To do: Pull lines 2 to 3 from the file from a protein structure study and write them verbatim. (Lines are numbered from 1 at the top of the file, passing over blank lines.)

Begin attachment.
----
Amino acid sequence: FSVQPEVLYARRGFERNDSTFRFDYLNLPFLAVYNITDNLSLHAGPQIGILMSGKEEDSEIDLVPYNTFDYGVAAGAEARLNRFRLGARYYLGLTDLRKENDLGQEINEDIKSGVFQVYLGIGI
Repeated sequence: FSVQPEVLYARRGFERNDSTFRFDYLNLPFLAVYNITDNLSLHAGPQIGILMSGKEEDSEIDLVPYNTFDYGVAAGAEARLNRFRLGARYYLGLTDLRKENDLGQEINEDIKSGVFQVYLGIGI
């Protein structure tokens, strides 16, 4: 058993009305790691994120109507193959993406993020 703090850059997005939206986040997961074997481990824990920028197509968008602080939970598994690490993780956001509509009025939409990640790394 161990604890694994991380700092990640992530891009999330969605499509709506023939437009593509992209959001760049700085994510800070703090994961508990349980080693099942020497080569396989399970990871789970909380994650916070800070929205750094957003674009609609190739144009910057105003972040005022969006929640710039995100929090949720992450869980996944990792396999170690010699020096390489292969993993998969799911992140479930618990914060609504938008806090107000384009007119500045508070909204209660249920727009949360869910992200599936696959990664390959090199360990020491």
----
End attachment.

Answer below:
Repeated sequence: FSVQPEVLYARRGFERNDSTFRFDYLNLPFLAVYNITDNLSLHAGPQIGILMSGKEEDSEIDLVPYNTFDYGVAAGAEARLNRFRLGARYYLGLTDLRKENDLGQEINEDIKSGVFQVYLGIGI
């Protein structure tokens, strides 16, 4: 058993009305790691994120109507193959993406993020 703090850059997005939206986040997961074997481990824990920028197509968008602080939970598994690490993780956001509509009025939409990640790394 161990604890694994991380700092990640992530891009999330969605499509709506023939437009593509992209959001760049700085994510800070703090994961508990349980080693099942020497080569396989399970990871789970909380994650916070800070929205750094957003674009609609190739144009910057105003972040005022969006929640710039995100929090949720992450869980996944990792396999170690010699020096390489292969993993998969799911992140479930618990914060609504938008806090107000384009007119500045508070909204209660249920727009949360869910992200599936696959990664390959090199360990020491």